How do millennials spend their money?
Growing up in a Chinese-American family, I was raised in a culture where it is normal for parents to pay for tutors, piano and martial arts lessons to help their children get into college. The idea is that a good education, with financial assistance by our parents, would lead to a fulfilling career, a house and family.
Many thousands of Asian-American parents make this commitment, which assumes that in return they will be cared for in their golden years. But for Asian-American millennials, especially in California, that desire to do our part is becoming elusive.
It’s not for lack of achievement. According to the Census Bureau, 54 percent of Asian Americans have a bachelor’s degree or higher, compared to just 33 percent of the total population, and have average incomes $15,600 higher.
Still, I have friends, including many accomplished professionals, who 10 years into their careers, are forced to ask their parents to help with unexpected health, car and veterinary bills. The problem is compounded by the rising cost of housing; one-third of those ages 18 to 34 cannot afford rent and still live with their parents. Too many millennials, not just Asian Americans, share the same embarrassing experience of needing financial assistance from parents entering retirement age.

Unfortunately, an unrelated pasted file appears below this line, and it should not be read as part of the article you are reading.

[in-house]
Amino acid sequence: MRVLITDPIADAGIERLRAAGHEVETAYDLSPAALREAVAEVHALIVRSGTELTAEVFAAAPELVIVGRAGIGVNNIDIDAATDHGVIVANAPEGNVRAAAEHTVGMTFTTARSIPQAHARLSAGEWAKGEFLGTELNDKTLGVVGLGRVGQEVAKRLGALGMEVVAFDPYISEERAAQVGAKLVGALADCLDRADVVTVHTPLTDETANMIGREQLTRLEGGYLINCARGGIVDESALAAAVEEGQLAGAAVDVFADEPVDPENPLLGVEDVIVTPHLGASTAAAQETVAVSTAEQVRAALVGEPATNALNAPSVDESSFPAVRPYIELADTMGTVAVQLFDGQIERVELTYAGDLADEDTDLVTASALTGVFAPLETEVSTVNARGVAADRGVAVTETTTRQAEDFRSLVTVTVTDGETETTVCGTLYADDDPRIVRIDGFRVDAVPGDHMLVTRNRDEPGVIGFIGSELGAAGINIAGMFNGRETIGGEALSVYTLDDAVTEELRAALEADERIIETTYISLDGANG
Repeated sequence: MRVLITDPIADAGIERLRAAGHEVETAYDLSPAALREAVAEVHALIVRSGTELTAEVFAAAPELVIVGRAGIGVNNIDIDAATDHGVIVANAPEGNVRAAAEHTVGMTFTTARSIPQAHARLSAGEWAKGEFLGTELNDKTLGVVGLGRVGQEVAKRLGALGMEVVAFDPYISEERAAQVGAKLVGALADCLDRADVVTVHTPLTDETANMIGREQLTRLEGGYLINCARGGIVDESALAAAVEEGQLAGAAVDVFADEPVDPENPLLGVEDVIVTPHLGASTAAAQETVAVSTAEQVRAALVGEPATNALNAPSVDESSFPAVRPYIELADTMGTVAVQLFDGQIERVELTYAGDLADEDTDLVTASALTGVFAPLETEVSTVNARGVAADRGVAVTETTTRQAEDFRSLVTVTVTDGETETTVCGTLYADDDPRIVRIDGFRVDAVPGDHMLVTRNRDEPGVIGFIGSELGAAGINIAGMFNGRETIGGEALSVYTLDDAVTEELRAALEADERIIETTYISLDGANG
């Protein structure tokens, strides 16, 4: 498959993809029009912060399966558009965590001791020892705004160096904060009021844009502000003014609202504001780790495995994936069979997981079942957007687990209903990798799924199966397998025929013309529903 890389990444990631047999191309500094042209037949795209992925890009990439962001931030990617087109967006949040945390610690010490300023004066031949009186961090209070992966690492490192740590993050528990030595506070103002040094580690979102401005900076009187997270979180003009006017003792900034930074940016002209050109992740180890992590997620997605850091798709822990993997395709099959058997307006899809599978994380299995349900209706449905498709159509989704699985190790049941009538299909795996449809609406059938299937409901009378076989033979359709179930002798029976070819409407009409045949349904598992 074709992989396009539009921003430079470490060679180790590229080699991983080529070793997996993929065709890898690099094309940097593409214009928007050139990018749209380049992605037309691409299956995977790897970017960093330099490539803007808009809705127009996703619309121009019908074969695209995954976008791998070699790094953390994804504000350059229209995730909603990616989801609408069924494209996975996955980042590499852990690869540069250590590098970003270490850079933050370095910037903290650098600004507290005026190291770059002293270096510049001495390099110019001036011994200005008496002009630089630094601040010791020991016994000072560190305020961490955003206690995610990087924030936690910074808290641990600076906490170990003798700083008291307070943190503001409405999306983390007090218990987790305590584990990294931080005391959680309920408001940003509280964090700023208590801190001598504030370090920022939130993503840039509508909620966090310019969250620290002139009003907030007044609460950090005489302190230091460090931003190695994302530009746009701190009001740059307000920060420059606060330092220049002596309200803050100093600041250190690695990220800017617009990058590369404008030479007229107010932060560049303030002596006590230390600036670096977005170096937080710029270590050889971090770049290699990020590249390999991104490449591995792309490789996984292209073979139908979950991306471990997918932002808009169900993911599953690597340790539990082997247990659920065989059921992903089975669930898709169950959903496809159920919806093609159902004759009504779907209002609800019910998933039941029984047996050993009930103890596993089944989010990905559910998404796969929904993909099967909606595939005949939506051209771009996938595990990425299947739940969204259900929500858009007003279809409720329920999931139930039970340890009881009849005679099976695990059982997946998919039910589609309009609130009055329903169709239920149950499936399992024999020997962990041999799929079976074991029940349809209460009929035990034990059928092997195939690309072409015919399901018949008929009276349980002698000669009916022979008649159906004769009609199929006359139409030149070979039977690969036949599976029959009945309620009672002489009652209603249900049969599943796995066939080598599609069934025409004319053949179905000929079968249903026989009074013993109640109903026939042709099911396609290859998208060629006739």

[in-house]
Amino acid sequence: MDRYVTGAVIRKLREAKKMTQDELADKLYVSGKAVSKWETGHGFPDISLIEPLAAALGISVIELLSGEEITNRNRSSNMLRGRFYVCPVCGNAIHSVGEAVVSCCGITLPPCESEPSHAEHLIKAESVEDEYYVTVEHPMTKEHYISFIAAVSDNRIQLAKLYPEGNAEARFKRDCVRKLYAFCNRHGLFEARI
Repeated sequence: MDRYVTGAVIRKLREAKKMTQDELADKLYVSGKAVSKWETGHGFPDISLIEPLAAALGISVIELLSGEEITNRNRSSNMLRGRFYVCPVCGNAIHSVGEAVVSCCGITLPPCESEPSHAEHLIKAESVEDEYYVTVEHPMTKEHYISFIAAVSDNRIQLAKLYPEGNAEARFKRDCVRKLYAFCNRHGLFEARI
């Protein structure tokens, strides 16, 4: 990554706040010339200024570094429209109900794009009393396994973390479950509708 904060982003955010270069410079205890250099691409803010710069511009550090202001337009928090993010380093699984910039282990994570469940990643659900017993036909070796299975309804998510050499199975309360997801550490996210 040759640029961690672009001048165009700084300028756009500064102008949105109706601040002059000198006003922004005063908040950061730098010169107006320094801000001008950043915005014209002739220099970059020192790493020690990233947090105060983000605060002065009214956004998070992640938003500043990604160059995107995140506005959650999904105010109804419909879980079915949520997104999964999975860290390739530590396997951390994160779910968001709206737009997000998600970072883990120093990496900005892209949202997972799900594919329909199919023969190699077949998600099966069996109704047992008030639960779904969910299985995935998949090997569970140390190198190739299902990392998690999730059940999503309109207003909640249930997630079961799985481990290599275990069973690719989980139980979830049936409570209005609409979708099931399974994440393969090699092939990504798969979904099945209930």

Some blame millennials for spending their money on expensive coffee and avocado toast, instead of choosing to buy a house. In reality, most of my friends are thrifty and make their own toast, but they’re still unable to afford a house.
I come from a family of immigrants who came to America, worked hard, got their college degrees and saved up to buy our first home. If the American dream is homeownership and a stake in their community, we found a way to make it happen. My parents saved and saved and saved some more, only spending on my education.
But today that sacrifice does not seem enough. During a phone call to my mother, I burst into tears when I came to the realization that at the age of 32, I probably couldn’t save enough to purchase my own house. My gracious mother said, “Don’t worry, I get it, times have changed and I already have plans for you.” I felt like the luckiest girl alive to have a culture that thinks about and plans for future generations, but sadly many others will be left behind.
Now that the Legislature has completed cap-and-trade legislation, it is imperative that our housing supply and affordability crisis take center stage. California is where every generation who dreamed of owning a home had the chance to make it a reality. We need to be bold and continue to give everybody their opportunity.
As a millennial, I want to be able to make my own way and be there for my parents and community. In a state as great as California, I don’t think this is too much to ask.
Elena Lee Reeder, former press secretary to Assemblyman David Chiu, is principal of LeederStrategies, a Sacramento communications firm. She can be contacted at firstname.lastname@example.org.